Laredo CEO on national energy policy: Drill
October 27, 2008
The Journal Record
By Kirby Lee Davis
TULSA - Randy Foutch offered a one-word answer for America's energy crisis: Drill.
"We just need to do a lot more of what we're doing," said the chairman and chief executive of Tulsa-based Laredo Petroleum, which is active in the Permian, Anadarko and Arkoma basins.
Foutch admitted he spoke with an industry bias - but with the benefits of petroleum, he didn't care.
"The U.S. uses more oil than anyone else," he told a University of Tulsa Friends of Finance luncheon audience Friday. "My view on this is, that's where I want us to be. That's where I want my kids to be. That's where I want the next generation to be."
Foutch even contested the term "energy crisis," redefining and refocusing that to the transportation sector's 95-percent dependence on petroleum-based fuel.
"That's the problem," he said, adding that there were all sorts of possible solutions to diversify and adapt with alternative energy sources, no matter how small a dent they make. "Every little bit helps. Any incremental impact of that helps dramatically."
In offering the Foutch energy policy, the developer of four successful oil and gas companies said today's modern nuclear power plants offer a strong alternative for electrical generation, although choosing that option would still make the nation dependent on foreign suppliers.
"Half the uranium comes from places I don't even know how to pronounce," he said. "I don't think that's good for us."
With the nation's coal, natural gas and wind supplies, he thought each offered viable alternatives. But ethanol he called a joke - while the thought of bioengineering and releasing enzymes into the nation's food stocks opened frightening scenarios
"No matter how you add up the BTE use," he said, "it doesn't add up."
That brought him back to oil, which he said the nation has in far greater abundance than press reports admit. With 50 times the nation's proven conventional oil reserves available just in oil shale and tar sands, Foutch said Americans should weigh the cost of drilling as they do the cost of battling terrorism and national security.
"There's no debate there," he said, noting how 700 organizations filed lawsuits to stop drilling efforts over the last few years. "That's just not good."
Although he may contest some global warming conclusions, Foutch said he understood environmental concerns and shared them, as do others in the industry. He pointed to statistics that said less than 1 percent of oil entering the oceans comes from drilling and exploration. The rest comes from natural geological seams that leak.
"What I'd like to do is have a debate with facts and not emotion," he said of working with environmentalists. "The industry is finally getting it pretty well to be environmentally conscious. That doesn't mean not to drill."
What the nation needs, he said, is leadership, and not politics. Our leaders must mitigate the negatives and look at the advantages, understanding there is no short-term solution.
"We got into this oil crisis because we made choices," he said. "It took us decades to get here. It's going to take us decades to get out."
An audience member asked Foutch which presidential candidate best understood his position.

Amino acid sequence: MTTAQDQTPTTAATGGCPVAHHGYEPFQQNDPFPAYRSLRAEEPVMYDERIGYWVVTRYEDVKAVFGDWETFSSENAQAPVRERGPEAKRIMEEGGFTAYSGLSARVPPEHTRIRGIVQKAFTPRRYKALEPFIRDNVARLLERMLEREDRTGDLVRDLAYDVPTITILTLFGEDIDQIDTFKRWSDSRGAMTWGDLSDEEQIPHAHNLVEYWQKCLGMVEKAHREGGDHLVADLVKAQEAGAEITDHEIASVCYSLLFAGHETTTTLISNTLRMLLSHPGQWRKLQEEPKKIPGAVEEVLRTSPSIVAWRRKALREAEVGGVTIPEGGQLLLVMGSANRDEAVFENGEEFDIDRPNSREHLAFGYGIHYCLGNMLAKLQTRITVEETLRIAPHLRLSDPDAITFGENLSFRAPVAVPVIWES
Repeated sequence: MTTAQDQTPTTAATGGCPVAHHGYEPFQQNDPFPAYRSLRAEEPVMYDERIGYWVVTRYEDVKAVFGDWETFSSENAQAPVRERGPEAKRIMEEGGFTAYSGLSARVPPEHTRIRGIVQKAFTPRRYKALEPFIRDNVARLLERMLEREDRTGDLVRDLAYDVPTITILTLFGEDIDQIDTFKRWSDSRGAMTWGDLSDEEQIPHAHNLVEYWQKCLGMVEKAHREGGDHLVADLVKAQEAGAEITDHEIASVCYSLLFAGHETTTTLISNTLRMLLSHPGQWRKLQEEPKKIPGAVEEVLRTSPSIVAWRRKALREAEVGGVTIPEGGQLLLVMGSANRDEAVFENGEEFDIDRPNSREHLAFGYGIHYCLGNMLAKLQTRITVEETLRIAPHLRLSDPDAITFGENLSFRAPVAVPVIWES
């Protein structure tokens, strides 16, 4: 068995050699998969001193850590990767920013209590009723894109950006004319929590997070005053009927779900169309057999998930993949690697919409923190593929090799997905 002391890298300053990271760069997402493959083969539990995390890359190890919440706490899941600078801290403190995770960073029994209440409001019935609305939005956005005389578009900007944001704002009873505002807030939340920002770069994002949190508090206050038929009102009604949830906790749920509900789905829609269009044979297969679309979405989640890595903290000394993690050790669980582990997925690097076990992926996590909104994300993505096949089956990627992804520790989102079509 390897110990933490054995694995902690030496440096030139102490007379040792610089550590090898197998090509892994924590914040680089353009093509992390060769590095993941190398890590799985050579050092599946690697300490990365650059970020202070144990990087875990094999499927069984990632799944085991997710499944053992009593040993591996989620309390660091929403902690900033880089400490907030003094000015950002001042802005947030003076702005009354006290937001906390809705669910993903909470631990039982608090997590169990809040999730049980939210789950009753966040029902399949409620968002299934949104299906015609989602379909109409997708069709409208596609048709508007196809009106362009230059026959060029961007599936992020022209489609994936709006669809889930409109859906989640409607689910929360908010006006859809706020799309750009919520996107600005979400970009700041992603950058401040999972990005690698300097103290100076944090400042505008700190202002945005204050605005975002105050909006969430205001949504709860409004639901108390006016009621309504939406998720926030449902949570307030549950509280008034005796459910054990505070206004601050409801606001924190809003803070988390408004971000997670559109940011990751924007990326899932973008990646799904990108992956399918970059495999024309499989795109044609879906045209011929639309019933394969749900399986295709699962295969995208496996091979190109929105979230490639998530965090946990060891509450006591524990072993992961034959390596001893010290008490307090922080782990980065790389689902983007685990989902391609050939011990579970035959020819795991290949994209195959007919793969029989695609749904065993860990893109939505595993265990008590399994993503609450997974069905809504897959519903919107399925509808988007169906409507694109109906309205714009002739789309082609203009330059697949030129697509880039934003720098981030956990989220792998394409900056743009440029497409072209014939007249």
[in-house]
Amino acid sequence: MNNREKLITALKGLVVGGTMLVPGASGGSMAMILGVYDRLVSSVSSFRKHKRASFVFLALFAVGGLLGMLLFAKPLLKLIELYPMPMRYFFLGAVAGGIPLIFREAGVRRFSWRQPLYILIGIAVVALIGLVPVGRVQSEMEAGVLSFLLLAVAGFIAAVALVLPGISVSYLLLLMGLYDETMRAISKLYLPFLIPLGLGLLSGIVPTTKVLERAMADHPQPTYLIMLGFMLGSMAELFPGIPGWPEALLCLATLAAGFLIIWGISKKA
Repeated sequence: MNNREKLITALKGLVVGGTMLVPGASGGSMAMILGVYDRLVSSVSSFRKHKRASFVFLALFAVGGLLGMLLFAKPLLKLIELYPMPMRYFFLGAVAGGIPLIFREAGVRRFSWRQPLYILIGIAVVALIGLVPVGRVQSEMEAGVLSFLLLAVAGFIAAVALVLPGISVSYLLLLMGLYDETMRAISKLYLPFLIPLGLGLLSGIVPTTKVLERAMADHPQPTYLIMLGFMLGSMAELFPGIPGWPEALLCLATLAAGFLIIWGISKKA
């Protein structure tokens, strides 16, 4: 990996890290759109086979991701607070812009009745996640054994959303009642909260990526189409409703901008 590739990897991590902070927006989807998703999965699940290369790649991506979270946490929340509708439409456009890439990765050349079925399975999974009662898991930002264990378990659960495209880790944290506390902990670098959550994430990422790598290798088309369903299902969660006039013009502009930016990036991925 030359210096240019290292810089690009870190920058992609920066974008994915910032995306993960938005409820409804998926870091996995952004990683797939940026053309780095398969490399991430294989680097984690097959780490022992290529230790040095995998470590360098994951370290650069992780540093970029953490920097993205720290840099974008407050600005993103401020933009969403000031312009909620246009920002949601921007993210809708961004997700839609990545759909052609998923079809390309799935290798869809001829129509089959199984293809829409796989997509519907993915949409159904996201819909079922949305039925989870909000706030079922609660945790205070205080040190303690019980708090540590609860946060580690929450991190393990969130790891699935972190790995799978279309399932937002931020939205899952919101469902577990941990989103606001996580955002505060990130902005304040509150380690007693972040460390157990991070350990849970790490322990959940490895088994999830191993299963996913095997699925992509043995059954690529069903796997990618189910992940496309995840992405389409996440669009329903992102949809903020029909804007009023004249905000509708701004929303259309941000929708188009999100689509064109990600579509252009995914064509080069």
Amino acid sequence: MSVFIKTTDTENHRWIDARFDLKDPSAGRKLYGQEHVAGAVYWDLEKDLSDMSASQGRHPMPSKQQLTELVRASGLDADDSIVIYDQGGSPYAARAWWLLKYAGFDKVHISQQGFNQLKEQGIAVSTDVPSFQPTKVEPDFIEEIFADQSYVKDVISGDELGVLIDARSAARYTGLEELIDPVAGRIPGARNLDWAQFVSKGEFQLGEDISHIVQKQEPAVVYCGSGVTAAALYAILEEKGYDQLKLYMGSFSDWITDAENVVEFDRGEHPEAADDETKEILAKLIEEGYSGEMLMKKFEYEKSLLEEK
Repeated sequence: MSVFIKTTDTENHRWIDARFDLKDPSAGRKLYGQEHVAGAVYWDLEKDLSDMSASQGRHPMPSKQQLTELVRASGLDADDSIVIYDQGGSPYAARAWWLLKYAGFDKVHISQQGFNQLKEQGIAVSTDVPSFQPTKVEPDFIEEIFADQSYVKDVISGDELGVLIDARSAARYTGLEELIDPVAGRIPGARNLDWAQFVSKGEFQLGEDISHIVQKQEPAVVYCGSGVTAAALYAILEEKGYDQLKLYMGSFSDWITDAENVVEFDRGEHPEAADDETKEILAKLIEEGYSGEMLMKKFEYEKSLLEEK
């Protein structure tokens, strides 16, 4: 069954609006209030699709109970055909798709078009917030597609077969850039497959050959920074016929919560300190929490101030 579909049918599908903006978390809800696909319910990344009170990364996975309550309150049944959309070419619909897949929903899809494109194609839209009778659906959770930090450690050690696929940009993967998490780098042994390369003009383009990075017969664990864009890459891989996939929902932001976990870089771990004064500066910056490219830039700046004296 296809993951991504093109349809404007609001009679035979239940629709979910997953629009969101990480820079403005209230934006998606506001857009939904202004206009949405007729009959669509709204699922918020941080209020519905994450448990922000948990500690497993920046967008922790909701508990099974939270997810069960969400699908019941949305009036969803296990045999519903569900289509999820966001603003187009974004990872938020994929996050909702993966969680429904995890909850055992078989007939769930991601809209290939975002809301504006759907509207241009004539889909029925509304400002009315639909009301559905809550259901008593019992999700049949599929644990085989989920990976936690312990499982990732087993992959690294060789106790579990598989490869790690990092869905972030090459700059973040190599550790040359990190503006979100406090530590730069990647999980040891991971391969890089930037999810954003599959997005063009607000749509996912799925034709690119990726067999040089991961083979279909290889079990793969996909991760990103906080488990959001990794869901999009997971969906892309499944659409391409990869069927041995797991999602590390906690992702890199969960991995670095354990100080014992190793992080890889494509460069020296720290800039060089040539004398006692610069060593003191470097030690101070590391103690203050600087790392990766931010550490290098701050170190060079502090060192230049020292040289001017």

"I thought Abraham Lincoln was a wonderful president," he said.
"I've spent time with both candidates," he continued after the laughter died down. "I worry that they may get it, but the general public doesn't, so they will look at some poll and make the wrong decision."
We need more securities regulation?
TULSA - With his initial slide, Randy Foutch illustrated one folly of today's securities regulations, and why increasing that may not help the nation's struggling markets.
"This presentation," began the PowerPoint presentation, "contains certain forward-looking statements based on current but almost unrealistic expectations, forecasts and guarantees from my loyal and indentured employee base, that involve risks and uncertainties and potential unemployment, and also some input from the big dog himself.
"These statements are based on current market information, dreams, tea leaves and information from a homeless guy named Jake, which were available to Laredo Petroleum, Inc. as of sometime last week. Laredo Petroleum, Inc.'s actual results, although very stellar in their own right, could differ slightly from those stated or implied, due to risks and uncertainties associated with its BCS Standings, the performance of the TU football team, and the amount of Red Bull and Vodka on hand.
"Forward-looking statements include statements regarding Laredo's expectations that are enhanced by such verbiage and phrases as "anticipate," "Budget," "ESPN," "BCS," "team," "shot gun formation," "7 and 0," or similar words and phrases. Laredo assumes no obligation to update the information included in this presentation, whether or not we can still find the person who thought it all up."
While he used that humor to open his presentation to Friday's University of Tulsa Friends of Finance luncheon, the chairman and chief executive of Tulsa-based Laredo Petroleum said it captured some of the regulatory issues now confronting the nation's securities industry.
"I don't think they understood the problem," he said, referring to the Enron debacle that led to the Sarbanes-Oxley Act of 2002. Foutch considered it a great overreaction that provided no help in stopping the subprime lending fiasco or our nation's financial meltdown. "I don't think it did anything for anybody. I suggest that it hurt America."
- Kirby Lee Davis